News Release

Study finds companies may be wise to share cybersecurity efforts

Peer-Reviewed Publication

North Carolina State University

Research finds that when one company experiences a cybersecurity breach, other companies in the same field also become less attractive to investors. However, companies that are open about their cybersecurity risk management fare significantly better than peers that don't disclose their cybersecurity efforts.

"Previous studies have found evidence of this 'contagion effect' in the wake of cybersecurity breaches," says Robin Pennington, co-author of a paper on the work and an associate professor of accounting in North Carolina State University's Poole College of Management. "However, to our knowledge, ours is the first to test the issue experimentally. We not only confirmed the contagion effect, but found that there are clear steps companies can take to reduce its impact. Specifically, companies would be well advised to implement the voluntary reporting guidelines from the AICPA on disclosing cybersecurity efforts."

To explore issues pertaining to the contagion effect, researchers conducted a study with 120 nonprofessional investors. In the study, participants were given information about a fictional company, which we'll call Company A. Some of the participants were also told briefly about Company A's cybersecurity risk management program. Participants were then asked to give an initial assessment of the attractiveness of investing in Company A, as well as the likelihood of purchasing stock in the company.

Study participants were then told that one of Company A's peers was the victim of a cybersecurity breach. Participants were then asked to give a revised assessment of Company A's attractiveness and the likelihood of investing in it. Participants were then given a news release from Company A. Some participants received a version of the release that included a reference to Company A's cybersecurity risk management program. Study participants were then asked to give a final assessment of Company A's attractiveness and the likelihood of purchasing stock in it.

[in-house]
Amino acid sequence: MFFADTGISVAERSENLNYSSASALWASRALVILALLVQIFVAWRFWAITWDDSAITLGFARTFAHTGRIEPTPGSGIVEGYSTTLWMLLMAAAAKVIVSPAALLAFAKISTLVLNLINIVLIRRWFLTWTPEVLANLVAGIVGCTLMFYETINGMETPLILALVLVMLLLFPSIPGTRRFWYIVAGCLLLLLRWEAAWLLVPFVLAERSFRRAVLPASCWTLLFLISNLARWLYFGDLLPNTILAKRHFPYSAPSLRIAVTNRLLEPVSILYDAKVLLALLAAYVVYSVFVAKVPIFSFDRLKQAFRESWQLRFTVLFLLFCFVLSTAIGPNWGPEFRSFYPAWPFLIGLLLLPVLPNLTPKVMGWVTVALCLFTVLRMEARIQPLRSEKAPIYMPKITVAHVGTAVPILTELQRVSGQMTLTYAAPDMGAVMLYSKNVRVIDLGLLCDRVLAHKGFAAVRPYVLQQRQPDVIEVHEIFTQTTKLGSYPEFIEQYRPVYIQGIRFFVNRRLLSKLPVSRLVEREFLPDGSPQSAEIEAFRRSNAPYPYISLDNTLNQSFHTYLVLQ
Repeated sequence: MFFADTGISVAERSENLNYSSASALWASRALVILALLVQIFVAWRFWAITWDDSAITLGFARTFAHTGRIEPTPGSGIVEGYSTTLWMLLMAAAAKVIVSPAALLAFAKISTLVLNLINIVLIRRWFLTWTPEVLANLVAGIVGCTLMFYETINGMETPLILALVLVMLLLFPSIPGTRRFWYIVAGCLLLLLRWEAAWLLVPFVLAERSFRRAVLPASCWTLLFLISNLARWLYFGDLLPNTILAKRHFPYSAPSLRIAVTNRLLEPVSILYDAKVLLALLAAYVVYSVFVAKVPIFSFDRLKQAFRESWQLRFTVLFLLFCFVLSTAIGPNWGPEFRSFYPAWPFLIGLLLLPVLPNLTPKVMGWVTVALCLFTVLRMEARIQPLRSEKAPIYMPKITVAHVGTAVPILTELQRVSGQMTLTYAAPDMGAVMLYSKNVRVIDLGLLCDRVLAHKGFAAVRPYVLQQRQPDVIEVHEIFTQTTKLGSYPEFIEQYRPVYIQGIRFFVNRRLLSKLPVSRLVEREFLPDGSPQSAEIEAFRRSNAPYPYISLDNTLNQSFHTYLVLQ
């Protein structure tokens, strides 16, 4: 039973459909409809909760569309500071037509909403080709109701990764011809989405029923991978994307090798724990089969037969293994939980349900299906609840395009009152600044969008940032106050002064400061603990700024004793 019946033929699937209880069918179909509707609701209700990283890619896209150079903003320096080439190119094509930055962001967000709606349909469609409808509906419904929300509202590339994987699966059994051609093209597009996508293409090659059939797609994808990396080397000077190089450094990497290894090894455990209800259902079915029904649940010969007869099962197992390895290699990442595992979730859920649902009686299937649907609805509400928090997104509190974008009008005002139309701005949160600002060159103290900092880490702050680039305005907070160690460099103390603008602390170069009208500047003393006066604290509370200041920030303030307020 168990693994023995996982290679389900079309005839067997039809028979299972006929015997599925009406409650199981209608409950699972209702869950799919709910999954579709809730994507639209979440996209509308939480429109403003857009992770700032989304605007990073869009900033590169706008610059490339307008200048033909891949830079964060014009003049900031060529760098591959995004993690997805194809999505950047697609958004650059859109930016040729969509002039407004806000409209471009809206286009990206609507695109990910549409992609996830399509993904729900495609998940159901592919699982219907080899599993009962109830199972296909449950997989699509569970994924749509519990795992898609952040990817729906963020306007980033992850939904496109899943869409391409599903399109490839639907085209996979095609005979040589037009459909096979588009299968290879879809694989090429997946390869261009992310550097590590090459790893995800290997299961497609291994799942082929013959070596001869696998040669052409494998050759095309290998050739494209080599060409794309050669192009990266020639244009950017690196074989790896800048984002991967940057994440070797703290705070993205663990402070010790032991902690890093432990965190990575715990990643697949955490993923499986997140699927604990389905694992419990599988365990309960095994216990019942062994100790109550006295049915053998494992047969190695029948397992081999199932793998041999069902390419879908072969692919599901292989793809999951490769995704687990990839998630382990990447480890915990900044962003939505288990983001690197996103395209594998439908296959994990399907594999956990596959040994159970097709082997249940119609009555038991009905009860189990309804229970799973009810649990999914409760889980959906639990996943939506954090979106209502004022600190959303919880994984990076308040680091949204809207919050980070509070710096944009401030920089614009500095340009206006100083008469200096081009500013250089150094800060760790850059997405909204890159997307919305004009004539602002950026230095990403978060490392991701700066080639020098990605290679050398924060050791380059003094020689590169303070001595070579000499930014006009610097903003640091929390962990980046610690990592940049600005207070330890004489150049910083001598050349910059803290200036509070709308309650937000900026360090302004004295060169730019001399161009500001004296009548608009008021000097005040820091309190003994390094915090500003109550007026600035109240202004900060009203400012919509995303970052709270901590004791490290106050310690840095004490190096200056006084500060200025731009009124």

The researchers found that companies who disclosed cybersecurity risk management efforts both before and after a competitor's breach fared the best.

"While the company suffers some decline in attractiveness after the breach, on average it suffers the least if it discloses its cybersecurity risk management program, in a way that is similar to the AICPA's voluntary reporting guidelines," Pennington says.

The researchers also analyzed the study data to ascertain the impact of another effect, called the "competition effect," which has previously been associated with cybersecurity breaches in archival research. In this context, the competition effect is when investors see a cybersecurity breach at one company as an advantage for that company's competitors - making those competitors more attractive to investors.

"We did see evidence of the competition effect with some investors in our study, but on average the contagion effect overwhelmed the competition effect," Pennington says.

"Our study offers experimental evidence for both the contagion and competition effects, as well as their relative strengths," Pennington says. "But I think the takeaway here is that there are very real advantages to voluntarily disclosing cybersecurity risk management efforts, as the AICPA suggests. This is not a purely theoretical exercise - it can affect your company's appeal to investors."


The paper, "Do voluntary disclosures mitigate the cybersecurity breach contagion effect?" is published in the Journal of Information Systems. Corresponding author of the paper is Andrea Seaton Kelton of Middle Tennessee State University.

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